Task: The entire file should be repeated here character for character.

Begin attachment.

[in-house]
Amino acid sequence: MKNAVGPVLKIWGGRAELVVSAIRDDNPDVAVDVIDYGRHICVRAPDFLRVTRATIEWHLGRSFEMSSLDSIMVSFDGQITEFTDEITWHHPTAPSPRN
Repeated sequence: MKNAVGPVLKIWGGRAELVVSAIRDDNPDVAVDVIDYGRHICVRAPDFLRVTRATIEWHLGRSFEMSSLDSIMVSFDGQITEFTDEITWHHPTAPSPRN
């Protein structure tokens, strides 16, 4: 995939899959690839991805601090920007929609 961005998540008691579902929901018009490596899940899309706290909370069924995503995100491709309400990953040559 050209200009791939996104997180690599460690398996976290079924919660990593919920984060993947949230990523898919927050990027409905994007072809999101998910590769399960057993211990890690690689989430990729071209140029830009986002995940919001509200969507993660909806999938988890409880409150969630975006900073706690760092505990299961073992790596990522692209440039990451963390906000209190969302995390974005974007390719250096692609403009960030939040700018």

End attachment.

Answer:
[in-house]
Amino acid sequence: MKNAVGPVLKIWGGRAELVVSAIRDDNPDVAVDVIDYGRHICVRAPDFLRVTRATIEWHLGRSFEMSSLDSIMVSFDGQITEFTDEITWHHPTAPSPRN
Repeated sequence: MKNAVGPVLKIWGGRAELVVSAIRDDNPDVAVDVIDYGRHICVRAPDFLRVTRATIEWHLGRSFEMSSLDSIMVSFDGQITEFTDEITWHHPTAPSPRN
């Protein structure tokens, strides 16, 4: 995939899959690839991805601090920007929609 961005998540008691579902929901018009490596899940899309706290909370069924995503995100491709309400990953040559 050209200009791939996104997180690599460690398996976290079924919660990593919920984060993947949230990523898919927050990027409905994007072809999101998910590769399960057993211990890690690689989430990729071209140029830009986002995940919001509200969507993660909806999938988890409880409150969630975006900073706690760092505990299961073992790596990522692209440039990451963390906000209190969302995390974005974007390719250096692609403009960030939040700018």